After receiving the shocking news of having invasive cancer, I knew my life was about to change again. I definitely was not looking forward to any more change. Once I was finally home, feeling better, and near my computer, I had an email to write. My oncologist told me to email him if there were any questions or changes in my health or family history. This, unfortunately, was a major game changer.
Sitting down to the computer I brought up my email. Starting the first line seemed like a lifetime went by. This really was going to be hard to write. Can I simply say, “Hi! I have cancer. Now what?” After meeting him only once months before, would he really remember me? I sat at the computer for a good half hour writing and revising the email. Finally, I just decided to put fingers to keys and went with something like this:
As you may remember, I decided to have bi-lateral mastectomies after receiving my DCIS diagnosis. I am now in the recovery stage, and am feeling better every day. However, with the mastectomy comes news that I, indeed, had Stage 1 Invasive Lobular cancer. I’m sure this probably changes everything. What are our next steps?
With a few email exchanges between us, I had a new oncology appointment scheduled. I knew my life would be changing again after that scheduled appointment. The reality of how much it could be changing would be devastating. Dr. T. would have my life in his hands; the puppeteer and the puppet. Oh how I wanted to cut those strings and run.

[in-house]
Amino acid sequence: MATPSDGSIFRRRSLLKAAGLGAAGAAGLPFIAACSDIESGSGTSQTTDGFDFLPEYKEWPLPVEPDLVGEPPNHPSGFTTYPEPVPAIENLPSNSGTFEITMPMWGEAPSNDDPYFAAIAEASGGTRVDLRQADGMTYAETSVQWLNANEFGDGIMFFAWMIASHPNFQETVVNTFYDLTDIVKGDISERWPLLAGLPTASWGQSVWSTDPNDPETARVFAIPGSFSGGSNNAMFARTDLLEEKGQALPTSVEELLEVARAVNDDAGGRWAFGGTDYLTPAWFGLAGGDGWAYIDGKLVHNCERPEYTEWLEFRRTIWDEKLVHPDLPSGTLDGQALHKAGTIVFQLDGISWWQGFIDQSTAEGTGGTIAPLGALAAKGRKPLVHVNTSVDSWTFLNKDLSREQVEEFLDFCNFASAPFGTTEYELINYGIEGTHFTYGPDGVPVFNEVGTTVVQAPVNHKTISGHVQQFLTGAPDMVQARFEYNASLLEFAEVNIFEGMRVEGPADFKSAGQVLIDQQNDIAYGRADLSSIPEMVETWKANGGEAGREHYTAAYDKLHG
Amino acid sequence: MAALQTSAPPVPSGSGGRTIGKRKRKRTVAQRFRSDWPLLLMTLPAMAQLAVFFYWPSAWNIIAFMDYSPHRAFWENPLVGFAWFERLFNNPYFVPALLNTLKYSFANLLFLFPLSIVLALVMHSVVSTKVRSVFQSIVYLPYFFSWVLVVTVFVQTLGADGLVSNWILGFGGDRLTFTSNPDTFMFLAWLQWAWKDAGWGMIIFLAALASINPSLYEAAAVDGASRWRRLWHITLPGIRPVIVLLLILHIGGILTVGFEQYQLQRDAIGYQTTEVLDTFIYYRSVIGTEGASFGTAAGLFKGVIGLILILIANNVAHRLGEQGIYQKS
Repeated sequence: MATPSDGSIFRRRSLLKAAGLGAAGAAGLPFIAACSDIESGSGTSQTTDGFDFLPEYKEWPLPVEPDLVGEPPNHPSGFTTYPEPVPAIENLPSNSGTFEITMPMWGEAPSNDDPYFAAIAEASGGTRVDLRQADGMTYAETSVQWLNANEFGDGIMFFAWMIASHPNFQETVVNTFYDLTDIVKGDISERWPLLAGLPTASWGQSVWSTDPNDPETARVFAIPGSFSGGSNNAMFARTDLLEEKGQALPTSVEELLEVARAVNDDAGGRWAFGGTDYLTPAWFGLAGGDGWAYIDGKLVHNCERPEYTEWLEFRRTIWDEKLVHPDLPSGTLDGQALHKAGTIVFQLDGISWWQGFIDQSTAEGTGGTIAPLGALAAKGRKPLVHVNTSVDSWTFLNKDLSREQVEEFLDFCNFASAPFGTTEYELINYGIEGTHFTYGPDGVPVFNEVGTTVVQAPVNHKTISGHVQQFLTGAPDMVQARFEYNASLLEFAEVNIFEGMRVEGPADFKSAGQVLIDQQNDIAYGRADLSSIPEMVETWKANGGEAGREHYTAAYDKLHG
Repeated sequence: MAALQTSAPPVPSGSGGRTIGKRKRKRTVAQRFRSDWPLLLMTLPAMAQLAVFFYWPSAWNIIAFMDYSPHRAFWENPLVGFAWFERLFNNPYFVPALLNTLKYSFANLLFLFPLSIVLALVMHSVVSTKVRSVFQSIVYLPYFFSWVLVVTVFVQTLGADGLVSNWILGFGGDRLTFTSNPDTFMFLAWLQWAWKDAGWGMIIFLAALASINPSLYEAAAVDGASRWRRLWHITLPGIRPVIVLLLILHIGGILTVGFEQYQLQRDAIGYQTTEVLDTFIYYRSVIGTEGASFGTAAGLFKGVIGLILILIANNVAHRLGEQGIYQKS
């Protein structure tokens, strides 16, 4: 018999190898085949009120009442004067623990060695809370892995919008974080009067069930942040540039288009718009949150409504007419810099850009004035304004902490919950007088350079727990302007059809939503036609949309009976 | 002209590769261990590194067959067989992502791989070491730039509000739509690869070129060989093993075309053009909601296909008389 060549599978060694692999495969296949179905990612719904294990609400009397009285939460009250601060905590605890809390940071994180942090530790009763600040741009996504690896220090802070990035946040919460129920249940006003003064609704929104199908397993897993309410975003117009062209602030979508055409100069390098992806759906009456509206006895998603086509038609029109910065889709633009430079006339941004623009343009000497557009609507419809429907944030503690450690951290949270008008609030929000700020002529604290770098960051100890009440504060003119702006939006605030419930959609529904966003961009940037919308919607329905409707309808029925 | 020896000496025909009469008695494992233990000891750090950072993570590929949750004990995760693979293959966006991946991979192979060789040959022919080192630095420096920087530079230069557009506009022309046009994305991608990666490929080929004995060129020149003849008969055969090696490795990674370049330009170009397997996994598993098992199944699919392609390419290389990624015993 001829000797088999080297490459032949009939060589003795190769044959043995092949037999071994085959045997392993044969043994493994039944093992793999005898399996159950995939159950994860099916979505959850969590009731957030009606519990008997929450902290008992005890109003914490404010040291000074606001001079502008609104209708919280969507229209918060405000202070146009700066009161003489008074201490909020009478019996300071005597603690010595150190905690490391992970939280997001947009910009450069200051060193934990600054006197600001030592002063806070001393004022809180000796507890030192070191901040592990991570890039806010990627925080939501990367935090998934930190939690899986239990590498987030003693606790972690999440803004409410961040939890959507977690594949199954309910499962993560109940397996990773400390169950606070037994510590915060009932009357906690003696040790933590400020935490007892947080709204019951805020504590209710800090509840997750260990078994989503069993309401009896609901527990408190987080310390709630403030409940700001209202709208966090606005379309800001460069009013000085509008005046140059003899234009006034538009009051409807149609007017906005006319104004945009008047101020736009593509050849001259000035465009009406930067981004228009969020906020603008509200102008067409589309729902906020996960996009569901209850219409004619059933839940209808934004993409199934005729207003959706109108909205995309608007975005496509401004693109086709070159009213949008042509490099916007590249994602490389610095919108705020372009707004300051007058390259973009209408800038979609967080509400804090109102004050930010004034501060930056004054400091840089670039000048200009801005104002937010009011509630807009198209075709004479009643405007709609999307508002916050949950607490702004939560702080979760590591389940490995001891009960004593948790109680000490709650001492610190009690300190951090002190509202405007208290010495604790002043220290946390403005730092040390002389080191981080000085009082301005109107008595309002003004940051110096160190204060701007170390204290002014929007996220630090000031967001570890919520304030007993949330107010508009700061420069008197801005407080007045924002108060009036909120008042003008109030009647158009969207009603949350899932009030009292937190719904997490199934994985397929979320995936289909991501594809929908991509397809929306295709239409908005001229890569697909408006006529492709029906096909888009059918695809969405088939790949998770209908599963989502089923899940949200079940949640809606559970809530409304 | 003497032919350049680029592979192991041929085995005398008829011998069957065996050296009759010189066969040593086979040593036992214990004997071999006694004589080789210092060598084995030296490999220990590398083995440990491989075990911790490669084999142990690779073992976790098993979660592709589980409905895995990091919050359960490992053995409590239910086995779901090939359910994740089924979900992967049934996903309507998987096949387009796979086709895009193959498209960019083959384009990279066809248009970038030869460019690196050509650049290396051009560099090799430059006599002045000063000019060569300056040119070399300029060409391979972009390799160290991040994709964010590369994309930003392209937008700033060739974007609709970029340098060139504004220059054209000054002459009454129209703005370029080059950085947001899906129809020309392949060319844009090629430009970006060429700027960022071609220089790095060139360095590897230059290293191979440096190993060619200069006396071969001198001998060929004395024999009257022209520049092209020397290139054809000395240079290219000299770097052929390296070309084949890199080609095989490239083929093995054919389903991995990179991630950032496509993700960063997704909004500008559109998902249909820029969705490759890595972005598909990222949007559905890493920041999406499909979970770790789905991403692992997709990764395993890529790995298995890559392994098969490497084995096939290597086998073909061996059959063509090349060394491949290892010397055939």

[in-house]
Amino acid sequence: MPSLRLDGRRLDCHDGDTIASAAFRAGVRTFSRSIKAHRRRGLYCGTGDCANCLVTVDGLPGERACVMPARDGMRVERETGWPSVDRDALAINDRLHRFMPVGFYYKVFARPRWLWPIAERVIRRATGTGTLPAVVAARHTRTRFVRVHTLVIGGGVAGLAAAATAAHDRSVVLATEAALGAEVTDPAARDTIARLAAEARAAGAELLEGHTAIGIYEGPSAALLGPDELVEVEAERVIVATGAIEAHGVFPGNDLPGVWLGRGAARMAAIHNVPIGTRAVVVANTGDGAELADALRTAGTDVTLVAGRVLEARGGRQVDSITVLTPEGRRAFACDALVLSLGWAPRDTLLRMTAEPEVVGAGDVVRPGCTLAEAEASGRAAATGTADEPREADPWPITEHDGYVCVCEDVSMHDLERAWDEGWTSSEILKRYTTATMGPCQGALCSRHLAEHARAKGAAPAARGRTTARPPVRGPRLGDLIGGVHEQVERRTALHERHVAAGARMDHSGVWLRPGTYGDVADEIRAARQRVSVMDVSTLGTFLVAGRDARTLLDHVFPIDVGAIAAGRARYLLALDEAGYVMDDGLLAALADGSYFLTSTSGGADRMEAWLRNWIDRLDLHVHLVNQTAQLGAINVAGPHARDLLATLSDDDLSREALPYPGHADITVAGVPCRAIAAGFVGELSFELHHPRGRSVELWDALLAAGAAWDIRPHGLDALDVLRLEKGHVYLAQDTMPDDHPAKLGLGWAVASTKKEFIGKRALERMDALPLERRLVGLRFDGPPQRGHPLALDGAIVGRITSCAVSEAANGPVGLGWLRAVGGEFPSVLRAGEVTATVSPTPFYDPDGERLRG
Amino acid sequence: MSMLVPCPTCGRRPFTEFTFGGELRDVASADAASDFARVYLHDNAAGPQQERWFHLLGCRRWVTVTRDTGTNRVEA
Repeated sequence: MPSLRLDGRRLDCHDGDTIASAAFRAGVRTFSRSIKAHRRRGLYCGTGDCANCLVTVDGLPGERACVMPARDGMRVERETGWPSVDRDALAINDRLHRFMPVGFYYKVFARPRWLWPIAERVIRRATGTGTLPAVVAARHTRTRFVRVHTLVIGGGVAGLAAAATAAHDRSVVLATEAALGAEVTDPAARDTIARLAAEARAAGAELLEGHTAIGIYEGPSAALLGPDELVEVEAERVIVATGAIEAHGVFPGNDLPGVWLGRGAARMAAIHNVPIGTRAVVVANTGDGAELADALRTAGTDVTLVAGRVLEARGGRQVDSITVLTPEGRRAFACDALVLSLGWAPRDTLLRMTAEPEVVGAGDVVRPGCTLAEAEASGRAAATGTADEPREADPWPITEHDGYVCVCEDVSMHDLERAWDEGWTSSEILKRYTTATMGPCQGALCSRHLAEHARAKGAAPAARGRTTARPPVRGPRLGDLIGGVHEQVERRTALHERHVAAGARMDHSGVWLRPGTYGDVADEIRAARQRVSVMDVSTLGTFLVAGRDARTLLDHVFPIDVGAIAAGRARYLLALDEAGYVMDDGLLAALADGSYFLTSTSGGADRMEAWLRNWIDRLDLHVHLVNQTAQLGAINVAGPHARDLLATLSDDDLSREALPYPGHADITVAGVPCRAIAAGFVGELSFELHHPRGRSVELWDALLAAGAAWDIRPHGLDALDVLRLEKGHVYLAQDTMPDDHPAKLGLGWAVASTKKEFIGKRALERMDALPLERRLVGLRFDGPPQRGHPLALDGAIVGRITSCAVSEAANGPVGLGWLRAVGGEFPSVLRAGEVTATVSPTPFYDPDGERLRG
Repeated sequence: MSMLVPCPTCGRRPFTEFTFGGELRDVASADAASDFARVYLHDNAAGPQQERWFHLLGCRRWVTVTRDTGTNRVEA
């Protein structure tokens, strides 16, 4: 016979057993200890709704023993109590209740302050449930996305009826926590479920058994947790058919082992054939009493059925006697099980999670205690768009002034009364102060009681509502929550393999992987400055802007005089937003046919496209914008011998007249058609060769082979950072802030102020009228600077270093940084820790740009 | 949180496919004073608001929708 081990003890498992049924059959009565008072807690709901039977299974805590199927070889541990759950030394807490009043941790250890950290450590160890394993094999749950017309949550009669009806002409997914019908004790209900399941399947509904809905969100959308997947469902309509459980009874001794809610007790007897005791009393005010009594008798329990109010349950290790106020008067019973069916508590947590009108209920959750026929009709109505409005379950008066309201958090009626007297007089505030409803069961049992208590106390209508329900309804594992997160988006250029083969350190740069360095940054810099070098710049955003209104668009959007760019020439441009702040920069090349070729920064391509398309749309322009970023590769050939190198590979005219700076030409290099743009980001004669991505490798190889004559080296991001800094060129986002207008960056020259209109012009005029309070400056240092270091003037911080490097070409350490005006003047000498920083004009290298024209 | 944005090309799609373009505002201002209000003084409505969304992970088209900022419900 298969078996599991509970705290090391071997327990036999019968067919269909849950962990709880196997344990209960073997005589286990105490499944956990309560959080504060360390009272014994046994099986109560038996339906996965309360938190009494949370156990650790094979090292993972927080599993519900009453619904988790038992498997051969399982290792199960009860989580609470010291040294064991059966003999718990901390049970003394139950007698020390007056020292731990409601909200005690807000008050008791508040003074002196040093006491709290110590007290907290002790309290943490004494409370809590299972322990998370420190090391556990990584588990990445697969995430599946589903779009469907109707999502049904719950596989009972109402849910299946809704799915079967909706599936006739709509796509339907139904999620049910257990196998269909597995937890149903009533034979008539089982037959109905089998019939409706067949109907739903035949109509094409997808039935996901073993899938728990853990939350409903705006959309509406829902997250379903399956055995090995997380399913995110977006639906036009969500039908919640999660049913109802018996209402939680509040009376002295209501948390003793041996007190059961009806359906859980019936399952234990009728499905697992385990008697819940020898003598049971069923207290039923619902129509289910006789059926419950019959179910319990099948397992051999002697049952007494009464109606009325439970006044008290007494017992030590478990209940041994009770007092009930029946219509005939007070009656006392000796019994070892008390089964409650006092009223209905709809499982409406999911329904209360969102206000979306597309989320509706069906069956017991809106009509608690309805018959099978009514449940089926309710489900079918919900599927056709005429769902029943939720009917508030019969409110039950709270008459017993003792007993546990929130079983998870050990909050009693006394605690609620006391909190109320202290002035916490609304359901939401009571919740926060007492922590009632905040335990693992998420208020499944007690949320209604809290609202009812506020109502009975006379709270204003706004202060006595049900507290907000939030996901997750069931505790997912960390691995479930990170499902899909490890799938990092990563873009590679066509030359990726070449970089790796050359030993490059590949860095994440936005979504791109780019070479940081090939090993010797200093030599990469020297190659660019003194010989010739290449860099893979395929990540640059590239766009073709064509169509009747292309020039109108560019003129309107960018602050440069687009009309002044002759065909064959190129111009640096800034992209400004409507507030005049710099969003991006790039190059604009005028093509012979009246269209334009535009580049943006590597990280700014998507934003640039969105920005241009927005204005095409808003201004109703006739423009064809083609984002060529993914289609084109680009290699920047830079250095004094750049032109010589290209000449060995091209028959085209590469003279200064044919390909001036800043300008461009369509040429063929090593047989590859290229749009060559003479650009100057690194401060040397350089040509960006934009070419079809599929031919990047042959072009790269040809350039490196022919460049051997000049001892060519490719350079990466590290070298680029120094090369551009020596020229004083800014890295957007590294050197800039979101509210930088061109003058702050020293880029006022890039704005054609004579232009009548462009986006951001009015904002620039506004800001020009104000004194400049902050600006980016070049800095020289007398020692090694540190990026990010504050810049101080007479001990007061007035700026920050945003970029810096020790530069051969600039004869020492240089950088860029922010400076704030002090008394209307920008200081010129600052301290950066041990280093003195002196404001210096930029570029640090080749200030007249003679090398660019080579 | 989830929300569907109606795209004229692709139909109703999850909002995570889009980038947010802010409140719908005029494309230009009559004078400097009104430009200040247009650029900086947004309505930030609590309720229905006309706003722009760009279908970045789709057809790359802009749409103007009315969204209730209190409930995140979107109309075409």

When I was first diagnosed with DCIS, I had two options – radiation and Tamoxifen, or mastectomies. To me, this was a no-brainer. Mastectomies would provide me with a quality of life and hopes of bypassing the multiple recurrences that frequently happen in our family history. This also provided me the opportunity to expand our family at any time and not be forced to wait.
Naturally, I was nervous for that new oncology appointment. I headed to this meeting by myself, not something I really wanted to do, but it was needed. Dr. T. read my pathology results and was shocked. All my imaging (mammogram, ultrasound, and MRI) failed to pick up this cancer. Unfortunately, lobular cancer often mimics breast tissue; therefore, it is not uncommon for it to go undetected. The news, to me, wasn’t what I wanted to hear. He needed to send my tumor to California for oncotype therapy to test the tumor before he could truly make a recommendation for treatment. More than likely it would be anti-estrogen therapy, but he wanted a definitive answer. I didn’t blame him. I’ve learned from my experiences that taking a stab, an educated guess, isn’t the route I like to take. After all, I need definitive answers.
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